Reform of the American health care system is a huge part of the current political discourse. A major aspect of that reform as proposed by George Halvorson in his book Health Care Reform Now! is widespread adoption of Electronic Medical Records (EMR's or EHR's).
EMRs are making news on both the east coast and west coast this week. On the east coast Senator Hillary Clinton pressed for EMRs in response to a question from the crowd in a New Hampshire appearance.
C|net news blogger Anne Broache provides a sound bite from Sen. Clinton's comments:
"We go online to buy things from Mongolia, we go online to do our banking, but we can't go online in a secure, encrypted, confidential way to get access to our medical records," she lamented.Diana Manos, Senior Editor of Healthcare IT News also covers the story:
The adoption of EHRs [electronic health records] is not new to Clinton, who has included them as a kingpin to her presidential healthcare platform from the start. Gearing up for New Hampshire's primary next Tuesday, Clinton told voters that moving to electronic records from paper could save an estimated $77 billion in healthcare costs.The other side of the U.S. brings more news about EMRs. Reuters offers a press release about Cisco Systems joining the effort to create the country's largest health information exchange service:
Last May at George Washington University, Clinton said that moving healthcare from paper to electronic records is among several key ways the country could cut runaway healthcare spending by one third.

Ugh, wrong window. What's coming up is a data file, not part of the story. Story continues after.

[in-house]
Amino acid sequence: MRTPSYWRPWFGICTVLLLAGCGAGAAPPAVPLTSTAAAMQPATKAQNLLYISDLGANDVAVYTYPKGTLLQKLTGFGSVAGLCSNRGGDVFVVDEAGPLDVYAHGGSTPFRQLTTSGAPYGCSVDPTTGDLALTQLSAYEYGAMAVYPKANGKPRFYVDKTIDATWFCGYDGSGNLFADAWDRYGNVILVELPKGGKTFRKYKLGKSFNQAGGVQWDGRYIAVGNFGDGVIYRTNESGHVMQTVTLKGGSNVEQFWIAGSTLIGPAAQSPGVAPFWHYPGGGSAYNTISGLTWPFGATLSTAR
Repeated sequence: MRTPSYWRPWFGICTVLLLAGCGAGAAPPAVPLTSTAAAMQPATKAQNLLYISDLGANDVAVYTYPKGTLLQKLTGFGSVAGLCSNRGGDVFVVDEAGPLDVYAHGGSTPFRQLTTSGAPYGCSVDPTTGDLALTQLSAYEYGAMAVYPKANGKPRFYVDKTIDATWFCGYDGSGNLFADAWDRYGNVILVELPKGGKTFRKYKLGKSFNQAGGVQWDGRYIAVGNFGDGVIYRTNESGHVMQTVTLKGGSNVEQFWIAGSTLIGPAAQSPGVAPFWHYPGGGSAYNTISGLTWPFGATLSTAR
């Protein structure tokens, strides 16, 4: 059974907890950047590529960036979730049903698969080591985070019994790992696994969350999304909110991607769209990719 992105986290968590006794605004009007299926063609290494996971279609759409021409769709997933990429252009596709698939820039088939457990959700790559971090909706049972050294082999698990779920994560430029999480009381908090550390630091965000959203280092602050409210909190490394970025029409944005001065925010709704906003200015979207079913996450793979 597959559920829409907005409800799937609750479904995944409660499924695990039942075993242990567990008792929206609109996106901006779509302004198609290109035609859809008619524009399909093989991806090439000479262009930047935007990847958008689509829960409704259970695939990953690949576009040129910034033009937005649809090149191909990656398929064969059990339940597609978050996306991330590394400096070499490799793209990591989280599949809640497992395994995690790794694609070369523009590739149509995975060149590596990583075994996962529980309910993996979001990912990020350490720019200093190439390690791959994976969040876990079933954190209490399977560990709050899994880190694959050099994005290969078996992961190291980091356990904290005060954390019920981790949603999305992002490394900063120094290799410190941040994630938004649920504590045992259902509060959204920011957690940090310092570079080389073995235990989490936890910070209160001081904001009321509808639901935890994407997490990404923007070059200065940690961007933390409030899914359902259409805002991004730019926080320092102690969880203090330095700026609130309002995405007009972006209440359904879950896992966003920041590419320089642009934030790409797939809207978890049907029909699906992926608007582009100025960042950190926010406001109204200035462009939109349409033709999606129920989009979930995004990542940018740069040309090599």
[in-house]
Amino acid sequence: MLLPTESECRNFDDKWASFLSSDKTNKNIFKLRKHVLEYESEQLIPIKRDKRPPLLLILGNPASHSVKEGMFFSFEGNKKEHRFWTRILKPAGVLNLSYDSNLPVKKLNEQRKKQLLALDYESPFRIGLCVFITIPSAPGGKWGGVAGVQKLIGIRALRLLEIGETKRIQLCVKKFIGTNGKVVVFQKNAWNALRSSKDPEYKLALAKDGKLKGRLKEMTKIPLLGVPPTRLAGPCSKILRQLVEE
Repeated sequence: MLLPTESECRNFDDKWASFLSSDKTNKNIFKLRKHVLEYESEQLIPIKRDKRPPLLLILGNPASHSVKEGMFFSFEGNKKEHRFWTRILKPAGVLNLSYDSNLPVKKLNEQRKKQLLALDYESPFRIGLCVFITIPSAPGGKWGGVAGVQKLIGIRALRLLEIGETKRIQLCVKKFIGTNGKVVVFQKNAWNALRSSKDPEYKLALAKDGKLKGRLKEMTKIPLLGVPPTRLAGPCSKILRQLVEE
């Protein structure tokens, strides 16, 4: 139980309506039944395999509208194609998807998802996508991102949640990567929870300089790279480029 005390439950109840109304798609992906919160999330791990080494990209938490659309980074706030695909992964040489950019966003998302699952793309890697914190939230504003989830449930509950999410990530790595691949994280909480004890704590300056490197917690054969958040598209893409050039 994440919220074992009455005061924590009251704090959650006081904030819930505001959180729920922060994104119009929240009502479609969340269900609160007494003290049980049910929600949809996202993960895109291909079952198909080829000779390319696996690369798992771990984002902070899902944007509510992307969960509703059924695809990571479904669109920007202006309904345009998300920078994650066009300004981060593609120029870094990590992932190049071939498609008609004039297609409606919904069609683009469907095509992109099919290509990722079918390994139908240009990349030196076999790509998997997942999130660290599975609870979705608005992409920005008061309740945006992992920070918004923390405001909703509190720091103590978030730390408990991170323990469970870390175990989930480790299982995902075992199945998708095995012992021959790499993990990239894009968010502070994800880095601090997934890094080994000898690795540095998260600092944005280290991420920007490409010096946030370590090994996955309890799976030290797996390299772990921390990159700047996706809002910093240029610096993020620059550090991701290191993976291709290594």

"Cisco recognized early on the importance of transforming the health careCisco partners with HP, Perot Systems Corporation, and Medicity, Inc. as partners in this effort. The final objective is to enable EMRs to be shared in a confidential manner among health care providers across the state of California as well as through the National Health Information Network (which is currently under development).
system through electronic health records and information sharing," said Nick
Augustinos, Cisco Internet Business Solutions Group Director. "Through
collaboration with CalRHIO and other technology leaders, we believe California
will lead the nation in creating a statewide health information exchange
system that not only supports clinicians, but also helps consumers make better
health care choices."
Before EMRs grabbed the attention of the U.S. Presidential contenders, healthcare delivery systems were already moving toward shared electronic records. Prompted by individual states or by financial self-interest, health care providers and employers have decided not to wait for federal legislation. Now that the politicians are climbing on board, it's hard to imagine a future that does not include easy access to medical records over the Internet.
SOURCE: "Clinton presses for electronic medical records" 01/04/08
SOURCE: "Clinton: Time to digitize all Americans' medical records" 01/04/08
SOURCE: "Cisco Joins CalRHIO Effort to Build Country's Largest Statewide Health Information..." 01/07/08
photo courtesy of Kevin Zollman, used under this Creative Commons license